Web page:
Wednesday, October 30, 2013 7:13 PM
  • Hi,

    You don't need the USE [DB] statement on your script file (unless you're connecting to several DBs).

    You can pass the default database name with the -d parameter (on both SQLCMD and OSQL tools).

    I don't see any trouble with the insertion of 1000 or 100000 rows from script.

    sqlcmd -S .\MYSQLSERVER2008 -U MyUsr -P MyPwd -i C:\script.sql -d MyDatabase

    Where is this script running? Right on the server? Or on some client?


    Sebastian Sajaroff Senior DBA Pharmacies Jean Coutu

    The script is stored on a client. I am trying to run the SQLCMD on client machine. Will sqlcmd be able to load the query from client machine and execute it in remote sql server ?

    Wednesday, October 30, 2013 7:20 PM
  • Hi,

    -S stands for server\instance.

    So, unless your database is running locally on your own PC, you should provide both server name and instance

    like in -S MyServer\MyInstance.

    -i is the script path, and it's local to the client

    So -i c:\MyDatabase is a c:\MyDatabase folder on the same PC where you launch your SQLCMD script,

    not a C:\MyDatabase folder on the SQL box.

    So, SQLCMD -S .\MYSQLSERVER2008 -U MyUsr -P MyPwd -i C:\Database\xyz.sql -d MyDB will

    1) Connect to a local instance MYSQLSERVER2008 with those credentials and default database

    2) Open xyz.sql script on local folder c:\Database

    3) Execute it sequentially


    Sebastian Sajaroff Senior DBA Pharmacies Jean Coutu

    Wednesday, October 30, 2013 7:27 PM
  • Hi,

    -S stands for server\instance.

    So, unless your database is running locally on your own PC, you should provide both server name and instance

    like in -S MyServer\MyInstance.

    -i is the script path, and it's local to the client

    So -i c:\MyDatabase is a c:\MyDatabase folder on the same PC where you launch your SQLCMD script,

    not a C:\MyDatabase folder on the SQL box.

    So, SQLCMD -S .\MYSQLSERVER2008 -U MyUsr -P MyPwd -i C:\Database\xyz.sql -d MyDB will

    1) Connect to a local instance MYSQLSERVER2008 with those credentials and default database

    2) Open xyz.sql script on local folder c:\Database

    3) Execute it sequentially


    Sebastian Sajaroff Senior DBA Pharmacies Jean Coutu

    Thanks. I understood. In step 1)  you meant local instance or remote instance ? How do you access a remote server with sqlcmd ?

    Wednesday, October 30, 2013 7:31 PM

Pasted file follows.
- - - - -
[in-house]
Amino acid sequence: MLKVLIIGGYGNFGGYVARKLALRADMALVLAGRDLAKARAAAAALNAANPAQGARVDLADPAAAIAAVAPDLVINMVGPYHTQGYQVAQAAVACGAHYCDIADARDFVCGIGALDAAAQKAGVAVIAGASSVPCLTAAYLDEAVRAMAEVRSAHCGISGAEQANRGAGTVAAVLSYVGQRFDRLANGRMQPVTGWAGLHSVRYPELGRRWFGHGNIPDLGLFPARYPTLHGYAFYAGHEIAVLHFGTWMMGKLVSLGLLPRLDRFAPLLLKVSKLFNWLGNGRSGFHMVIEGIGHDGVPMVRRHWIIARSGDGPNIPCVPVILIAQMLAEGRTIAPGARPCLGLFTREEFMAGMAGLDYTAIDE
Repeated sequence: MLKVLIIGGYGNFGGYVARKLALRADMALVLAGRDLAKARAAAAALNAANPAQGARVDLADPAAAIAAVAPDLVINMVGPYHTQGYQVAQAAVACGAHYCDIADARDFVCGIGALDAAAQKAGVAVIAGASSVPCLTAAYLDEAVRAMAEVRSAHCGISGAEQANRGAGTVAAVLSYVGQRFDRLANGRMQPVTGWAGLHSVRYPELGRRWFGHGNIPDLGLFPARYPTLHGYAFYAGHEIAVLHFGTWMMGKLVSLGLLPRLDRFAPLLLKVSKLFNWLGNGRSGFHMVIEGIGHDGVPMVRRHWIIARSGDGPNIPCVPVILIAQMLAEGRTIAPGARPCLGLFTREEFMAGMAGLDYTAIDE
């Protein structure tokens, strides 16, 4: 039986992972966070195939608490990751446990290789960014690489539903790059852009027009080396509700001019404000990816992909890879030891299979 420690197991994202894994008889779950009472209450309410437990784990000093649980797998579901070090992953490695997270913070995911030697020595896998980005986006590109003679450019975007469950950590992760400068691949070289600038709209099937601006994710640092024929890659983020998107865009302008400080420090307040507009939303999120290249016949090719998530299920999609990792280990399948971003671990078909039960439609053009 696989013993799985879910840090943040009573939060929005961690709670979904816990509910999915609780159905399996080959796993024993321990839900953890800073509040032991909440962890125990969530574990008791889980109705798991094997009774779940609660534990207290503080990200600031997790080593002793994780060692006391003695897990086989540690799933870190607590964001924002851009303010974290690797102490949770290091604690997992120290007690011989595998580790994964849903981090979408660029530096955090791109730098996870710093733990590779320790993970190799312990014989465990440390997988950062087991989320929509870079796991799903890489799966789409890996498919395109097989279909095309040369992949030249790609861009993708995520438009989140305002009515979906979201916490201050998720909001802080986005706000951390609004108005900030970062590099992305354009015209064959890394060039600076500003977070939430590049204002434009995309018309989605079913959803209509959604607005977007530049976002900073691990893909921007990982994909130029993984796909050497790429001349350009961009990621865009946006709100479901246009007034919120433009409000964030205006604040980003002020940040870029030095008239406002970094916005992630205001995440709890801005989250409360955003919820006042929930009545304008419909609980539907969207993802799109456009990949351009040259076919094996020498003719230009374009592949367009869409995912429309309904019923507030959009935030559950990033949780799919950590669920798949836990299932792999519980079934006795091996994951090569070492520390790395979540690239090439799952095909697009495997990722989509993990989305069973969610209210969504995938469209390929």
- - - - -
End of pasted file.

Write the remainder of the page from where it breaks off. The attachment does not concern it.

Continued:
• Hi,

    -S .\MyInstance = local instance (on your own PC)

    -S MyBox\MyInstance = remote instance (on a server somewhere in your LAN)

    It's perfectly valid to use IP or FQDNs instead of short machine name

    SQLCMD -S 192.168.0.4\Carrots is fine

    SQLCMD -S bugsbunny.acme.com\Carrots is OK as well

    If your instance runs on a fixed port (let's say 1234) you can specify it and skip the instance name part

    SQLCMD -S bugsbunny,1234

    If you have no instances other than default one, then just use the server name, IP or FQDN

    SQLCMD -S bugsbunny


    Sebastian Sajaroff Senior DBA Pharmacies Jean Coutu

    Wednesday, October 30, 2013 7:37 PM
  • Hi,

    -S .\MyInstance = local instance (on your own PC)

    -S MyBox\MyInstance = remote instance (on a server somewhere in your LAN)

    It's perfectly valid to use IP or FQDNs instead of short machine name

    SQLCMD -S 192.168.0.4\Carrots is fine

    SQLCMD -S bugsbunny.acme.com\Carrots is OK as well

    If your instance runs on a fixed port (let's say 1234) you can specify it and skip the instance name part

    SQLCMD -S bugsbunny,1234

    If you have no instances other than default one, then just use the server name, IP or FQDN

    SQLCMD -S bugsbunny


    Sebastian Sajaroff Senior DBA Pharmacies Jean Coutu

    How do I find out the MyBox in MyBox\MyInstance ? MyBox has a name and not IP address (Security reasons ???) . Also, how do I find out the port on which the instance is running ? I don't have direct access to see the port (ie via configuration manager). 

    Wednesday, October 30, 2013 7:56 PM
  • Hi,

    The port number is optional, you can either use the server\instance notation or the server,port one.

    In some cases, you're provided with an instance name, in others just a port.

    Finally, MyBox stands for the server hostname or IP or FQDN, you should know one of those three to connect.


    Sebastian Sajaroff Senior DBA Pharmacies Jean Coutu

    Wednesday, October 30, 2013 7:58 PM
  • It seems that you can connect to your SQL Server or instance when you are sitting on the server locally. That is the reason that the (.) dot notation works, that is .\MYSQLSERVER2008. Maybe you are trying to run the same command from another machine. At that time you'll need to mention the <server name>\MYSQLSERVER2008

    Also, the sql file path c:\database\hugescript.sql will be recognized only when you are on the server locally. It will not work when you run SQLCMD from another machine because the c:\database folder may not exist on the other machine. You can try using UNC (Universal Naming Convention) name for the folder, that is 

    \\<machine with the script>\database\hugescript.sql

    For this to work, you might have to share the folder on the network. Right-click on the c:\database folder > Properties > Sharing tab


    - Aalam | (Blog)

    Wednesday, October 30, 2013 8:10 PM